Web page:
4 Underrated Traits of Top Hiring Teams

June 18, 2015 at 12:30 PM Kathleen de Lara

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To build out the company’s A-team, you need to start with a strong foundation of skilled recruiters. Hiring your first employees is a big step for the company. Hiring your 100th employee is a big step for the company, too.

At either stage, the org’s hiring needs and strategies are completely different, and any setbacks in your recruiting (and recruiters, for that matter) triggers a stifling domino effect on your talent goals. All that planning and preparing won’t help the company find people if you’re not properly equipped with a robust, smart hiring team.

Keep a lookout for these traits in your next hiring hires.

Willingness to push back on hiring managers

Sourcers and recruiters who don’t push back on hiring managers’ candidate criteria can easily get stuck searching for someone who’s exceptionally skilled and uncommon, or already employed. What you’re looking for are recruiters who know how to work with hiring managers to adjust a role’s specifications based on how they are (or aren’t) finding candidates.

One way to identify these recruiters? Ask them about a time they didn’t see eye-to-eye with a hiring manager’s requirements. Find out what they did to overcome the disconnect and how they managed the back and forth to meet each other halfway. Why did they decide to push back on the hiring manager? Was he or she ultimately able to make a hire? 

Knowing where to find different types of candidates

What’s your go-to network for finding people? Where do you find marketers? Engineers? Sales candidates? Be slightly alarmed if the answer is the same for those four questions. Just as all talent aren’t equally skilled, not all people for your open reqs can be found on the same networks. Part of being a skilled recruiter today is knowing how to mine information on candidates to understand their behaviors and preferences, which helps your team personalize outreach and to hone in on the right person for the job. Vertical networks for candidates like GitHub, Academia.edu, or Doximity provide more industry-specific channels for talent with specialized skills.

One way to identify these recruiters? Check out a list of the types of positions they’ve filled in their previous jobs. Who are they particularly specialized in recruiting? Ask the tools and networks they use to source candidates, and if anything sounds unfamiliar, have them elaborate to get a feel for the way they uncover hard-to-find people.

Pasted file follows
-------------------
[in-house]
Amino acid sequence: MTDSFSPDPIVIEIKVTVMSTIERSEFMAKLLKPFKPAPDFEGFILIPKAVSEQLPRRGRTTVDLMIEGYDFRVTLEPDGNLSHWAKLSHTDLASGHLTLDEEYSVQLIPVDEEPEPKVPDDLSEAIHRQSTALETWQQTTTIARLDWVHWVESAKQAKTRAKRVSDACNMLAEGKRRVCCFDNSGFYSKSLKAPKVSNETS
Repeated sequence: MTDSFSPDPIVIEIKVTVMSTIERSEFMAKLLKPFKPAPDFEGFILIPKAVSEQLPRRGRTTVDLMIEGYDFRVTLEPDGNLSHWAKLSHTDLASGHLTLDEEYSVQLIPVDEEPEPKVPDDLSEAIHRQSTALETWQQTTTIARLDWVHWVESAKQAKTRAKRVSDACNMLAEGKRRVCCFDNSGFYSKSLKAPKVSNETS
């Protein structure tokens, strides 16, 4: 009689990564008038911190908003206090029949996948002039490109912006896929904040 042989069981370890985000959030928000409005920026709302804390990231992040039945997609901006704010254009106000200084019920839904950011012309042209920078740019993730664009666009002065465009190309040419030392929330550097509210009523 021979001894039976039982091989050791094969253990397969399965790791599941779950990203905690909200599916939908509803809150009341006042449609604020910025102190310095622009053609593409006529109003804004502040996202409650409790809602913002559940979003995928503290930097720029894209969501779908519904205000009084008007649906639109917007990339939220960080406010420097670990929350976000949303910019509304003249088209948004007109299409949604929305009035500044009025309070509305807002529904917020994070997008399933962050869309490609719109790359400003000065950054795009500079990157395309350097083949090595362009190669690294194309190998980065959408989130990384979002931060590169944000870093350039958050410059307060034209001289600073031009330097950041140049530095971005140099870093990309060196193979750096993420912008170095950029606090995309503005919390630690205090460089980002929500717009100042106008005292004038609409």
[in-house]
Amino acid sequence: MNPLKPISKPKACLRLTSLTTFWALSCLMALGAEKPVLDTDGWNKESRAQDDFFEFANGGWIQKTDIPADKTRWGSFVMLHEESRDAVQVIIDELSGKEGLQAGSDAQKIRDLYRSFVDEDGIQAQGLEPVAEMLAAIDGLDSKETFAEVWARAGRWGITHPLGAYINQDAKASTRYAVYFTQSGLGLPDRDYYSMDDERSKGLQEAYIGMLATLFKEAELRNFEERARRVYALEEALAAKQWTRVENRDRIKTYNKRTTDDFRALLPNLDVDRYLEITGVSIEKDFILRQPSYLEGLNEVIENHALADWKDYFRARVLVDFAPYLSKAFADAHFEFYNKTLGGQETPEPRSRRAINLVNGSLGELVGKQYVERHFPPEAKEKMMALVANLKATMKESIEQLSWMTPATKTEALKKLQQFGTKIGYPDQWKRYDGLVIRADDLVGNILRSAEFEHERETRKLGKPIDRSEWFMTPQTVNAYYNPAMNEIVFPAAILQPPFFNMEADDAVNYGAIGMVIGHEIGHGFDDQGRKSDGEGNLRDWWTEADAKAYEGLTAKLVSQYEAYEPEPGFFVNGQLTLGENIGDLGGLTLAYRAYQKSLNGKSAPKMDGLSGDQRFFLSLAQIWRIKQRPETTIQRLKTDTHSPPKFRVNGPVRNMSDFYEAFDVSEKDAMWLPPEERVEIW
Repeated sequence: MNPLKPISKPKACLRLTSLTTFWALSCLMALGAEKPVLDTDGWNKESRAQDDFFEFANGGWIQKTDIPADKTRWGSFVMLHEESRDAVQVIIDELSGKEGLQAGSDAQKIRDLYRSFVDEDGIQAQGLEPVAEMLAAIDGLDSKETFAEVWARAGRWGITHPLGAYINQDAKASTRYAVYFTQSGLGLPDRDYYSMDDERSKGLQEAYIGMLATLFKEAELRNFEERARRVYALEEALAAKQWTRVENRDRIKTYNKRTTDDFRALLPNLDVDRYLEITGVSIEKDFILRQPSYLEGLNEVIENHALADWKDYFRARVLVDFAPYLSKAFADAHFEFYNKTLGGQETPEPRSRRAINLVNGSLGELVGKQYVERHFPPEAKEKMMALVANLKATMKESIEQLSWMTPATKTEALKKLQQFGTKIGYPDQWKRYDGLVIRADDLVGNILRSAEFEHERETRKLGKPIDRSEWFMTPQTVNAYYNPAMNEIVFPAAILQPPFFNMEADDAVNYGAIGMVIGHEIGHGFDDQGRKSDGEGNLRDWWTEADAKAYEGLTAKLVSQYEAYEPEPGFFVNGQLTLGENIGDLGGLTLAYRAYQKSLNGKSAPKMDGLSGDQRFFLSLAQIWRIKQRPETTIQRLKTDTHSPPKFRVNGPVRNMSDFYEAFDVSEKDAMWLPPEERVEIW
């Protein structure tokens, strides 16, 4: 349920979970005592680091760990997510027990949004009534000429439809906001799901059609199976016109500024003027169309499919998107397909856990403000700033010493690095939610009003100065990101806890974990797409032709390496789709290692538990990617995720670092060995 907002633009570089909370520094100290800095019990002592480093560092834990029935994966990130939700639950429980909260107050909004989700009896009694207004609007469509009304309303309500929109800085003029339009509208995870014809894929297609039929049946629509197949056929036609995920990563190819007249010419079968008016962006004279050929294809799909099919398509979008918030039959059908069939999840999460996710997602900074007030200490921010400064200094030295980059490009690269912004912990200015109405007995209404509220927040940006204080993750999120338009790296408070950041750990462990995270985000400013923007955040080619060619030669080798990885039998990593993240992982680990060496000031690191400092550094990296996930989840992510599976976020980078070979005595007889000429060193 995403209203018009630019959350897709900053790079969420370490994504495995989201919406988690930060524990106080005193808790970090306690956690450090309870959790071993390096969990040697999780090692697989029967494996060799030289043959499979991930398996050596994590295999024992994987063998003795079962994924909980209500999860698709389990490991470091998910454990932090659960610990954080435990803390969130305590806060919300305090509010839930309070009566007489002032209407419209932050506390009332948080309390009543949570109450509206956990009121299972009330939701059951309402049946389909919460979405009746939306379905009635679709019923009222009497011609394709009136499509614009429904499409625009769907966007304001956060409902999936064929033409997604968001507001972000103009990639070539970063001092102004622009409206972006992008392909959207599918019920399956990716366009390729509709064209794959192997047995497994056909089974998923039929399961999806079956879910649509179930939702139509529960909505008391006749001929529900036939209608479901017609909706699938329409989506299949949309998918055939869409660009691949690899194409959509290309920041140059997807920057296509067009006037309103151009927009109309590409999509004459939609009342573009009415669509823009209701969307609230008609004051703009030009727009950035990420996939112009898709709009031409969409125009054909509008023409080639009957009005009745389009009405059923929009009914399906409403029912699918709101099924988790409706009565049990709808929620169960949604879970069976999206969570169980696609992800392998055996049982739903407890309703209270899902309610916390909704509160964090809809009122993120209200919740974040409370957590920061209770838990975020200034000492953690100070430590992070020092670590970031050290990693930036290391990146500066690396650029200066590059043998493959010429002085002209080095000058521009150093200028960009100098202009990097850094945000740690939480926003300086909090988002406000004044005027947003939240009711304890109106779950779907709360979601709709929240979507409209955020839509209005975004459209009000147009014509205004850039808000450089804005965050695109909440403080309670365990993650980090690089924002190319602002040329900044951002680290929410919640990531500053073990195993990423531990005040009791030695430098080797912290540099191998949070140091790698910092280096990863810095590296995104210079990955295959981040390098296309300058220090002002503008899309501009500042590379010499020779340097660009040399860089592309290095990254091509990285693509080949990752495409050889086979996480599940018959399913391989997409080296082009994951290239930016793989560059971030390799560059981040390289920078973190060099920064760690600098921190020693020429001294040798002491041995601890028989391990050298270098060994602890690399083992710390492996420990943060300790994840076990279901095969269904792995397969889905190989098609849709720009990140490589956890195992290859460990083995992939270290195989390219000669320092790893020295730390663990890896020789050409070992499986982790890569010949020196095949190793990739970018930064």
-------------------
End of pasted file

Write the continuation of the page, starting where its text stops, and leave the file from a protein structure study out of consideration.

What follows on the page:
Tracking candidates’ career paths

…whether or not they’re working with your company.

One of the most admired but hard-to-find qualities in recruiters is the ability to maintain and nurture a relationship with people they’ve connected with, even if they end up not being fit for one of your roles.

One way to identify these recruiters? See what they’re like in a networking environment. If you’re interested in moving them forward in the hiring process, have them meet with your teammates and study the interaction. What kinds of questions do they ask to get to know people upon first meeting them? Do they seem genuinely interested in learning more about them? You can also candidly (and tastefully) ask if they’re still connected with any candidates they’ve interviewed in the past. What do they do to stay in touch and top of mind? How frequently do they ping these people with new opportunities? Is there a chance any of these connections would be a good fit and interested in any of your current empty roles?

Ability to adjust to flat structures

Strong hierarchies on any team have the potential to discourage team members from asking questions and sharing new ideas and feedback – quietly killing off an environment for learning and innovation to uphold the status quo. A company that’s been using the same hiring methods for a while is less likely to try something new than a company that gives its team a channel to collectively review what’s working, what isn’t working, and new strategies to try in the future. Doing away with organizational structures isn’t a quick, realistic fix, but strong, frequent communication within teams motivates teams to collaborate and to come up with new ideas to meet the company’s hiring goals.

One way to identify these recruiters? Simple. It’s a question you’ve likely asked before in an interview: Tell me about a time you had to lead or manage people. What were some of your biggest challenges and how did you overcome them?

What other techniques does your team use to evaluate recruiting candidates? Share them with us in the comments and be sure to check out one of our most popular webinars Techniques for Improving Communication Between Recruiters and Hiring Managers featuring Jobvite recruiter Ty Goodrich!

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